Data Over Cable Service Interface Specification, or DOCSIS, was first released in 1997 and allowed for high-bandwidth data to be transmitted over cable wires. With a maximum downstream speed of 40Mb/s, it was a huge upgrade over dial-up internet. Many incarnations have followed and now most systems run with either DOCSIS 3.0 or 3.1, the latter providing up to 10Gb/s downstream capacity and one to two Gb/s upstream.

DOCSIS 4.0 will play a key role in making 10G a reality. It is designed to increase the efficiency of the existing hybrid fibre-coaxial cable infrastructure without the need to lay more cable. Thus, its implementation is intended to both save costs and futureproof networks.

DOCSIS 4.0 defines full duplex DOCSIS with symmetrical download and upload speeds. Dietz notes: “This shortens response time to one millisecond, and removes lag time.” In addition, it is also defined as extended spectrum DOCSIS, which Ciocirlan says “means that you gain about 600 MHz of extra upstream spectrum, which has a huge impact on the operator’s ability to deliver increased bandwidth.”

Curtis Knittle, Vice President of Wired Technologies at CableLabs, highlights the April 2022 10G Showcase demonstration: “Comcast and Charter, and their vendor partners, showed that DOCSIS 4.0 technology was able to achieve 9Gb/s downstream peak capacity and 6Gb/s upstream capacity.” He also points out that there are two key takeaways from this event: Firstly, that DOCSIS 4.0 technology is real, and secondly, that DOCSIS 4.0 keeps pace with 10G PON.

Dietz says: “Since then, Comcast has announced (in February 2023) the launch of its 10G upgrade to 10 million homes, making 2Gb/s speeds available through the deployment of DOCSIS 4.0. This is ahead of schedule.” Additional foundational network enhancements are under way and Comcast’s network upgrade is set to reach 50 million homes by 2025. Knittle adds: “With DOCSIS 4.0, consumers will be able to subscribe to multi-gigabit services and the vision of the 10G platform is within sight”.

In Europe, Ciocirlan notes: “CommScope has announced a deal with Liberty Global, the largest network provider in Europe, to build a DOCSIS 4.0 node product, so DOCSIS 4.0 is in sight here too.”

Future-proofing beyond DOCSIS 4.0

It is not just DOCSIS 4.0 that will enable the future-proofing of networks, according to Knittle: “There are also emerging solutions related to the underlying network infrastructure in the form of the PON and coherent optics in access.”

He says CableLabs recognised the cable industry’s need for a solution that supports both the capacities required in the future and the long fibre lengths of today’s cable networks. “Installing new fibre is very expensive, so a key question we asked was, ‘How can we extend the life of the fibre cables already installed in cable networks?’ The answer was coherent optical technologies.”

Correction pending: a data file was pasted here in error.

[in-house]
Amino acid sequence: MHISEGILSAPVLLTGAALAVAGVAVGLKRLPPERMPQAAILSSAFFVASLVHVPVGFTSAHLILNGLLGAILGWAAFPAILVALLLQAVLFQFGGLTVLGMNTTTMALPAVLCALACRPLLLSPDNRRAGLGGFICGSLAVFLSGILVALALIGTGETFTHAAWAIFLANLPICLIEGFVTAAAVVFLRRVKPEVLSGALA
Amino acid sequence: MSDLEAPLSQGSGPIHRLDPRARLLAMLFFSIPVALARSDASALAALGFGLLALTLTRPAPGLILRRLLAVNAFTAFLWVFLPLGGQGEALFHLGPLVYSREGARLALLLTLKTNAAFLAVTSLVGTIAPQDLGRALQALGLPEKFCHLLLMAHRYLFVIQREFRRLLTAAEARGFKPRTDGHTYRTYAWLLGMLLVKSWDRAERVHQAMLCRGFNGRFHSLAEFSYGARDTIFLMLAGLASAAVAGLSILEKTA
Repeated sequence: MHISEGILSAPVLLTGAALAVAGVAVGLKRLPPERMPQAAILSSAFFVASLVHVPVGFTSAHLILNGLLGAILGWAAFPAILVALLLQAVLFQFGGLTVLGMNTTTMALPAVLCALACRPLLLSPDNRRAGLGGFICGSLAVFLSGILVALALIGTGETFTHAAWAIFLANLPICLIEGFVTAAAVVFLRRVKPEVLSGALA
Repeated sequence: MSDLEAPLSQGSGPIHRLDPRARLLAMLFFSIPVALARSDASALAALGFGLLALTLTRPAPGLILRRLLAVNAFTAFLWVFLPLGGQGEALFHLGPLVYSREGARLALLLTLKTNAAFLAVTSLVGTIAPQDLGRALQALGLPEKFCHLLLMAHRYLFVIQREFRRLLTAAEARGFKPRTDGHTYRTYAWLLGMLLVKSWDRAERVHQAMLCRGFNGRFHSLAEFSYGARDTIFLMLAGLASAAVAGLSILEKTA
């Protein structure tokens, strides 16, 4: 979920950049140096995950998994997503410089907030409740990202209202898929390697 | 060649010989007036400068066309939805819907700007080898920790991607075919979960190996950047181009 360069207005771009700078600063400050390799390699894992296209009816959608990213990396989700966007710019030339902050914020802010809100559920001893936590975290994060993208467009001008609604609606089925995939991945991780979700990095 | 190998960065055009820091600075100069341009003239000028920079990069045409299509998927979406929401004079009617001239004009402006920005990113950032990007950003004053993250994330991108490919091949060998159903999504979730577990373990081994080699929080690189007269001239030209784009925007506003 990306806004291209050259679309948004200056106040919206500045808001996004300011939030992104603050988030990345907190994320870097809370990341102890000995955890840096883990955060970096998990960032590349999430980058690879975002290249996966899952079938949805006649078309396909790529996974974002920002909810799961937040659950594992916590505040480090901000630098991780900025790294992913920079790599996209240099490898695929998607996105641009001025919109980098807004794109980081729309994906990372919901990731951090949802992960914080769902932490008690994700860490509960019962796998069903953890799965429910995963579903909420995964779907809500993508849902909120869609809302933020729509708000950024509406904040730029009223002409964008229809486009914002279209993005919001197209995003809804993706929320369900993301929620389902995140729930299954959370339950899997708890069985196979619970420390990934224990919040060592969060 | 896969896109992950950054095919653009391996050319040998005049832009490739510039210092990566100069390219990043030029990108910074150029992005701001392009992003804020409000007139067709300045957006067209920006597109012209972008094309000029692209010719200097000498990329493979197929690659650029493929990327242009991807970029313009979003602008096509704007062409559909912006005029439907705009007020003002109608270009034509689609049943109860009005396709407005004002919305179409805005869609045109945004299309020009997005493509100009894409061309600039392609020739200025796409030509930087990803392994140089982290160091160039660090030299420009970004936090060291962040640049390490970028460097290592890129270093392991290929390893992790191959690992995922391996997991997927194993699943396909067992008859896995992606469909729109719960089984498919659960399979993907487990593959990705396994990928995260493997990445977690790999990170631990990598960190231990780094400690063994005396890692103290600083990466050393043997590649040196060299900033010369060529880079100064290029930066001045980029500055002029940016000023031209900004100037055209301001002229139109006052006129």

These technologies allow more data to be transferred on the same fibre. However, they can be expensive, and developments are under way to make them more affordable. For example, full duplex coherent optics can double the capacity of a fibre and remove the need for higher cost dual-laser transceivers. “We are now seeing coherent in-access networks supporting enterprise networks and aggregation of the Distributed Access Architecture (DAA),” says Knittle.

Interoperability is one of CableLabs’ key areas of focus and enabling this will ensure all networks are ready for future applications. “It is important to consider non-cable-specific solutions, such as the 5G Challenge and L4S, that go beyond cable. Advances in layer-on-mobile and fixed-to-mobile convergence technologies allow cable and mobile networks to share fibre systems and are key in ensuring data transfer between networks.”

10G partnered with the Future Today Institute to gain insight into what networks are being prepared for. Dietz says: “These include transformational changes to immersive entertainment, education and remote learning, agriculture, and remote and robotic healthcare.”

The 10G future

On immersive entertainment, Knittle adds: “We are looking beyond even virtual reality (VR) and into augmented reality (AR) and the metaverse.”

These types of technology may also transform education, creating immersive, personalised, and transportive educational experiences. Healthcare advances may be possible with more wearable and smart sensor technology for tailored and invisible in-home care, while remote and rural communities could be connected to high-quality care via robots and holograms. As part of the response to climate challenges, advanced monitoring of agricultural systems is already being developed and indoor growing environments may one day be transformed by AI to become abundant Edens. But all of that will require stable, high-capacity networks.

Dietz, Ciocirlan and Knittle agree that no one knows what is around the corner in terms of technological advances and what will be required of cable networks. However, it is clear that having a network that is ready for every future scenario – one that can carry more data than would be required for any conceivable application – is key.

Scott Weinstein, Vice President, ANS Product Management at CommScope

05 June 2023

Scott Weinstein, Vice President, ANS Product Management at CommScope

05 June 2023

CommScope made the announcement at this year's ANGA COM conference and exhibition (credit: CommScope)

24 May 2023

CommScope made the announcement at this year's ANGA COM conference and exhibition (credit: CommScope)

24 May 2023